I know, new phones offer immense processing power, stunning cameras, and pixel packed screens. Somehow though, I don’t find these devices exciting anymore. Either I’m growing old, or brands are playing too safe in the design department. Look at the best-selling smartphones across the globe. They all look the same. You can broadly describe their outline as a drab slab made of glass and metal. Thankfully, Samsung brought in a breath of fresh air with its bold new foldable phone unimaginatively named the Galaxy Fold. Huawei followed the suit with its Mate X. The Chinese budget smartphone champion Xiaomi too began teasing with its upcoming dual foldable smartphone. Out of nowhere though, Japanese brand Sharp took everyone by surprise with its vertically folding smartphone. In simple words, this handset is a modern twist on the good-old clamshell design. Backed by a 6.2-inch flexible OLED screen, this has to be undoubtedly the most interesting concepts of this year so far. Read on to find out how this concept is can make smartphones fun and lively again:
Early smartphones were quite unique in terms of design. You had an option to choose between QWERTY BlackBerry, Nokia’s media-centric N series, and Samsung’s quirky mobiles. These phones came in all shapes and sizes. However, in the post iPhone era, touchscreens took the center stage. Manufacturers moved their focus from experimenting with design to simply increasing the screen size in each installment. As a result, mobile phones kept on getting bigger and bigger. Samsung was one of the first brands to push the envelope for the display size with its Galaxy Note line-up. Seriously, some of the early Note devices never felt comfortable in a pocket. Worst still were the handsets such as Sony’s Xperia Z Ultra that didn’t even slip inside a pocket. Sure, more recently shrinking bezels slowed down the trend of gigantic phones. However, for the first time in over a decade, someone is finally working to make a handphone handier.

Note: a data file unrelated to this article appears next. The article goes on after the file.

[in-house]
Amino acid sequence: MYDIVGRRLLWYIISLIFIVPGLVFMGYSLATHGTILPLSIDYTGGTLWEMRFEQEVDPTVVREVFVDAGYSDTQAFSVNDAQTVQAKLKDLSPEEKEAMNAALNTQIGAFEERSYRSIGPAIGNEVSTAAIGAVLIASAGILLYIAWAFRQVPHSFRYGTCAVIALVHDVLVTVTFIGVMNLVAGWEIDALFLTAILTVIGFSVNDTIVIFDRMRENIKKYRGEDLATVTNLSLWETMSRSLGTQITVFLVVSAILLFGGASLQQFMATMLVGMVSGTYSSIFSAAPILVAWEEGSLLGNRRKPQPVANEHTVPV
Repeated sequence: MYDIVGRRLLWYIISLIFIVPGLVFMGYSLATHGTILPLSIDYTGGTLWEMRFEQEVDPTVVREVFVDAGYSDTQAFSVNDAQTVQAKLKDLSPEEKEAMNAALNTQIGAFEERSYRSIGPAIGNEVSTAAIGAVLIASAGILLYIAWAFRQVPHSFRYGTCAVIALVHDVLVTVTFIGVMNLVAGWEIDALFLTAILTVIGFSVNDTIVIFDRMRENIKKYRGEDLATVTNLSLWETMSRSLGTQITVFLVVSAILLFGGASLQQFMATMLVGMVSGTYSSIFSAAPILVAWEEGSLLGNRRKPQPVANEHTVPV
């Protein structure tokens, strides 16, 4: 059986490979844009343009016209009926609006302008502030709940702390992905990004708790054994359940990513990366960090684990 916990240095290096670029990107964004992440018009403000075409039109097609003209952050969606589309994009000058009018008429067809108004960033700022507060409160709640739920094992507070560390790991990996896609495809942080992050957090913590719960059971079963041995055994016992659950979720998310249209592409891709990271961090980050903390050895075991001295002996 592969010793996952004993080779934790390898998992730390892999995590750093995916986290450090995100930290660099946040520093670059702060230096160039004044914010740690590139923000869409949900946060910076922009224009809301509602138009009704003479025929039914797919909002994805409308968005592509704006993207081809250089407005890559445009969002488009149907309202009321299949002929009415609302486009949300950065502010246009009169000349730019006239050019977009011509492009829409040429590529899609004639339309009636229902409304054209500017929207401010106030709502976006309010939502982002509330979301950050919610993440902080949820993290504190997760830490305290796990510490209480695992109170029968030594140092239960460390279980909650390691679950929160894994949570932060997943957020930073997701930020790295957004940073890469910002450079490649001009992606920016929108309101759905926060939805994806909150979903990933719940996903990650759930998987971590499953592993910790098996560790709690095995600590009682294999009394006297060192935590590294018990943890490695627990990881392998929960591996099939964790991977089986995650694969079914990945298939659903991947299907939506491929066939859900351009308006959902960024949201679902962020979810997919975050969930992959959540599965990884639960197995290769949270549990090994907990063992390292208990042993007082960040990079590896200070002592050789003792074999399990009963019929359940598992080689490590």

In addition to smaller footprint, Sharp’s form factor looks incredibly cool. It harkens back to the exciting times when the clamshell designs were a rage. I have endearment for flip phones because Motorola’s StarTac was the first mobile phone I ever got to see. At the time when I considered landlines as a technical marvel, the StarTac was almost like intergalactic alien technology to me. The next time I saw a flip phone was during my college days, where I envied brats who carried Motorola’s Razr V3. I’m sure every reader over 30 would agree that the Razr V3 was the most sought-after phone in its time. So, not just the impressively compact form factor, Sharp’s vertically folding phone can use nostalgia to its advantage. Good news is that Sharp claims to have tested the device’s hinge mechanism for 300,000 folding cycles. That’s more rigorous testing than that of Samsung, which rates the Galaxy Fold at 200,000 folding cycles. Unfortunately, Sharp doesn’t have any immediate plans to take this concept to a factory floor. Don’t worry though, as following brands are prepping up to release their foldable phones based on a similar design.
First up is Lenovo, a Chinese brand that owns Motorola’s mobile division. With full access to Motorola’s mobile patents and trademarks, Lenovo can reboot the Razr phone with a vertically foldable design. Going by the Cplus concept shown-off by Lenovo in 2016, it is safe to assume that Lenovo knows a thing or two about flexible displays and hinges. Motorola’s clamshell folding phone is expected to launch later this year.
As per a Netherland based website, ZTE is also trying its hand at a vertically foldable phone. Expected to fall under its Axon line-up, this phone will feature a 6-inch OLED screen. ZTE’s has decided not to place the hinge in the middle, so that the bottom part of the screen can be used for displaying notifications even when the clamshell is closed.
What do you think is a better design for foldable phones? Horizontal or vertical hinge? Do let us know in the comments section.